So as a client you know that over the next 90 days you need to achieve at least 1 of these goals a day in order to achieve your vision.

And can you guess what needs to be on your task list?

1-2 Goals a Day

That’s right…  on your task list you will need to have your goal for the day or as we say tomorrow’s task, because your’e going to:

Write tomorrow’s to do list tonight – so that you can start tomorrow knowing exactly what you need to achieve.

Write at the top of the list the top 2-3 things you need to get done that day – and top of that task list needs to be your 101 Goal for the day.  This is non negotiable. Sure you will have urgent stuff to do everyday, but disciplining yourself to work on the important stuff willl ensure you achieve both the short and the long term objectives for your business.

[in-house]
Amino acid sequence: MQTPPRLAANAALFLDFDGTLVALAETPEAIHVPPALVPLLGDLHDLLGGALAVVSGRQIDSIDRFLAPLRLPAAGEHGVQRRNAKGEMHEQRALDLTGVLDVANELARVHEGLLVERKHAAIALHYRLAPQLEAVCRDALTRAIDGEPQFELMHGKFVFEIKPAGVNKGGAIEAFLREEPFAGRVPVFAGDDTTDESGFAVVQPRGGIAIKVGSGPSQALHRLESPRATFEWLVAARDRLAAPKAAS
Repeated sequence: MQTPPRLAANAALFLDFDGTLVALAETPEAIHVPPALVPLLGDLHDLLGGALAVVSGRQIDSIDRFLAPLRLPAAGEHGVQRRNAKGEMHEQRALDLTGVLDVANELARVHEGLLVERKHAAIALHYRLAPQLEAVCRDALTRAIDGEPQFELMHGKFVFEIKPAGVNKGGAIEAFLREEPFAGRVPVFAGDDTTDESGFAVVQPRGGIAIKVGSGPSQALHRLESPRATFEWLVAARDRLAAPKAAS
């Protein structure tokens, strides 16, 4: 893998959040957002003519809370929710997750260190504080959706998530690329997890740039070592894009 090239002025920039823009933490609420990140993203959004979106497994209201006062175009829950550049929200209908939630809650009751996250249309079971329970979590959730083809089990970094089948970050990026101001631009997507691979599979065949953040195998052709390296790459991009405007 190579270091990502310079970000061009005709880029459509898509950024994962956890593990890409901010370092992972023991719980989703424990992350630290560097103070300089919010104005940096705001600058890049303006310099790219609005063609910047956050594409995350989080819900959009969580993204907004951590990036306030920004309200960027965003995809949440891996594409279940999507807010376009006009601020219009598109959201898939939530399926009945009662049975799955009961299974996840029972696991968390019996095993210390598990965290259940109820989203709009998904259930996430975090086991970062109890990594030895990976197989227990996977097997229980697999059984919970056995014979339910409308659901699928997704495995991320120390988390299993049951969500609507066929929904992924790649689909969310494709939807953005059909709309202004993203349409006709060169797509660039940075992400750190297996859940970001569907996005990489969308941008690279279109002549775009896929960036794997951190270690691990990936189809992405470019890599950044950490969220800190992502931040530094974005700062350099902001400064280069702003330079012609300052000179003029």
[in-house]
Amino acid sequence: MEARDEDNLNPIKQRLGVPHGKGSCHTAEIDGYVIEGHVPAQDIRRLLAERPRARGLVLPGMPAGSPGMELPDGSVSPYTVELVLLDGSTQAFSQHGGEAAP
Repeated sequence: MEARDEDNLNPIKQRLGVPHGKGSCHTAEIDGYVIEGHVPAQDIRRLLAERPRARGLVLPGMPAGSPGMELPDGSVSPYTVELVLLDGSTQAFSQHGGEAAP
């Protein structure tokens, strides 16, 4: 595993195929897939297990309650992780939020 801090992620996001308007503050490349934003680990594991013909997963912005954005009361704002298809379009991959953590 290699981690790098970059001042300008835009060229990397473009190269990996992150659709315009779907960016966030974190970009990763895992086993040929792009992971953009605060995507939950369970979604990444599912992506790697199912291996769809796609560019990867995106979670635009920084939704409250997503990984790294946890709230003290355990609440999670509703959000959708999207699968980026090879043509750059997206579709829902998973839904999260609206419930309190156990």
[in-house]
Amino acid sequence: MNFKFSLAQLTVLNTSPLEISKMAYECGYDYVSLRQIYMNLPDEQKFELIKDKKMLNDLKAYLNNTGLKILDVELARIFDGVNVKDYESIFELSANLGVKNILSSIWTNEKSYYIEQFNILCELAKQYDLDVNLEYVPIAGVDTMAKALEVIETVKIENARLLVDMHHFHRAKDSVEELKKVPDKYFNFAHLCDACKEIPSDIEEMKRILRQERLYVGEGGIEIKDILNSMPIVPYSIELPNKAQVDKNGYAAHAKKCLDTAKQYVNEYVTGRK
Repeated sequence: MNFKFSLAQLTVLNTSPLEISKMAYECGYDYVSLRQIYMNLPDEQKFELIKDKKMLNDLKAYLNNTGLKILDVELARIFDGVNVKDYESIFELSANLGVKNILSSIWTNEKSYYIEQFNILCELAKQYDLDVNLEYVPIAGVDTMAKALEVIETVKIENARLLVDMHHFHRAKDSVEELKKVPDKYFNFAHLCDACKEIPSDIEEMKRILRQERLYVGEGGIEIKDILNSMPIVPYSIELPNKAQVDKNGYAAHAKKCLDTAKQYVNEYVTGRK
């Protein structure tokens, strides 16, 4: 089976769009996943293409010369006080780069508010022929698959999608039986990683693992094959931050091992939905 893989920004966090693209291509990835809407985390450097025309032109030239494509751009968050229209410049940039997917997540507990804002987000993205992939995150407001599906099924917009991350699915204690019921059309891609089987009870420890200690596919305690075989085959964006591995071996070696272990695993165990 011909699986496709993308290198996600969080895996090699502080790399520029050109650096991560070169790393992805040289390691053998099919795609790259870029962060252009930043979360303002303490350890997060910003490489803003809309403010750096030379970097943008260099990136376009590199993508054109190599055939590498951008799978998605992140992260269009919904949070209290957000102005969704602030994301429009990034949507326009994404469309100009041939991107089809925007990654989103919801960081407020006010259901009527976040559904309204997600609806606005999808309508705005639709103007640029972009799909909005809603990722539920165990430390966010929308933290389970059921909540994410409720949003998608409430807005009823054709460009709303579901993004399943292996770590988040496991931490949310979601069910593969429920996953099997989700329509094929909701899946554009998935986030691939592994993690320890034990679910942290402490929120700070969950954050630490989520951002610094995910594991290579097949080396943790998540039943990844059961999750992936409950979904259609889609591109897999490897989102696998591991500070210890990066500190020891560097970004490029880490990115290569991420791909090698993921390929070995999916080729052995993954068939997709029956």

First things first – when it comes to working on your task list make sure that the first thing you do each day is your 101 Goal. It doesn’t matter how long it takes to do that goal, make sure you complete it before you complete anything else that day. Then you’re safe in the knowledge that you’re growing business.  So email, returning calls, providing quotes, should all be done after you’ve done your 2-3 most important tasks for the day.

Simple rule: For everything else that you need to get done. Don’t do it until you’ve completed your top 2-3 tasks

We all know how easy it is to get distracted, phone ringing, new email to respond to, instant message request to respond to and then you stop what you’re doing and do it.  But as soon as you start doing that, you’re on the slippery slope of being reactive and you’re no longer in control. And if you’re no longer in control, then you’re no longer getting stuff done.  By which I mean getting important stuff done.

For all the other things that you need to get done, don’t do them until you’ve finished all your 3 tasks (including your 101 goals).   I have a few clients who could start their first meet of Email Addiction Anonymous, who would on reading that statement would have gone into a cold sweat by now, so for those clients I say this: